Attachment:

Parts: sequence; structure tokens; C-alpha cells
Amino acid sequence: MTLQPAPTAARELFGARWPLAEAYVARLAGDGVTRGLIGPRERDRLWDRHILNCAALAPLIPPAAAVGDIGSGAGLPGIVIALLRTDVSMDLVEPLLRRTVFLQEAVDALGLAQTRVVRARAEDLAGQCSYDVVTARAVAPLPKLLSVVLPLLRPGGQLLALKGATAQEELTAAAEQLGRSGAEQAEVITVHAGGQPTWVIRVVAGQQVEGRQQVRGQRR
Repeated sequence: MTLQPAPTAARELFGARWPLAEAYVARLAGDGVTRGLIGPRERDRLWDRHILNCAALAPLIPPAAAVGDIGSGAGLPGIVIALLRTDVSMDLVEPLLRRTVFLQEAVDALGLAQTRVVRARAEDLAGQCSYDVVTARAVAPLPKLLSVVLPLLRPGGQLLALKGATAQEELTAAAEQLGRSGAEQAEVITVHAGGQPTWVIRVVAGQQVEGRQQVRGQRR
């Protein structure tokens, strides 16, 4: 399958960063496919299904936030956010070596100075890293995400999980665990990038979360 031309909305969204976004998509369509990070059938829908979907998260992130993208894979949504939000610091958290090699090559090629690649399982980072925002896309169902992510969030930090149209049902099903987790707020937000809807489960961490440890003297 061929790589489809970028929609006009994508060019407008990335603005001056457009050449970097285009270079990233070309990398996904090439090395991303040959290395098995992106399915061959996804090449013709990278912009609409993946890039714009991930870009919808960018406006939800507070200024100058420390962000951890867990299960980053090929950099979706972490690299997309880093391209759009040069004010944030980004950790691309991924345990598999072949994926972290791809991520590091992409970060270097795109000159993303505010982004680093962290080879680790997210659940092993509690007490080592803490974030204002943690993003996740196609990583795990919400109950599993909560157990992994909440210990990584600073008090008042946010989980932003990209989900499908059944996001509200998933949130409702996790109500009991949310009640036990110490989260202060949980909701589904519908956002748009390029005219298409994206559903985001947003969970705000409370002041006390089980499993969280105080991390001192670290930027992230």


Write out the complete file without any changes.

Parts: sequence; structure tokens; C-alpha cells
Amino acid sequence: MTLQPAPTAARELFGARWPLAEAYVARLAGDGVTRGLIGPRERDRLWDRHILNCAALAPLIPPAAAVGDIGSGAGLPGIVIALLRTDVSMDLVEPLLRRTVFLQEAVDALGLAQTRVVRARAEDLAGQCSYDVVTARAVAPLPKLLSVVLPLLRPGGQLLALKGATAQEELTAAAEQLGRSGAEQAEVITVHAGGQPTWVIRVVAGQQVEGRQQVRGQRR
Repeated sequence: MTLQPAPTAARELFGARWPLAEAYVARLAGDGVTRGLIGPRERDRLWDRHILNCAALAPLIPPAAAVGDIGSGAGLPGIVIALLRTDVSMDLVEPLLRRTVFLQEAVDALGLAQTRVVRARAEDLAGQCSYDVVTARAVAPLPKLLSVVLPLLRPGGQLLALKGATAQEELTAAAEQLGRSGAEQAEVITVHAGGQPTWVIRVVAGQQVEGRQQVRGQRR
């Protein structure tokens, strides 16, 4: 399958960063496919299904936030956010070596100075890293995400999980665990990038979360 031309909305969204976004998509369509990070059938829908979907998260992130993208894979949504939000610091958290090699090559090629690649399982980072925002896309169902992510969030930090149209049902099903987790707020937000809807489960961490440890003297 061929790589489809970028929609006009994508060019407008990335603005001056457009050449970097285009270079990233070309990398996904090439090395991303040959290395098995992106399915061959996804090449013709990278912009609409993946890039714009991930870009919808960018406006939800507070200024100058420390962000951890867990299960980053090929950099979706972490690299997309880093391209759009040069004010944030980004950790691309991924345990598999072949994926972290791809991520590091992409970060270097795109000159993303505010982004680093962290080879680790997210659940092993509690007490080592803490974030204002943690993003996740196609990583795990919400109950599993909560157990992994909440210990990584600073008090008042946010989980932003990209989900499908059944996001509200998933949130409702996790109500009991949310009640036990110490989260202060949980909701589904519908956002748009390029005219298409994206559903985001947003969970705000409370002041006390089980499993969280105080991390001192670290930027992230």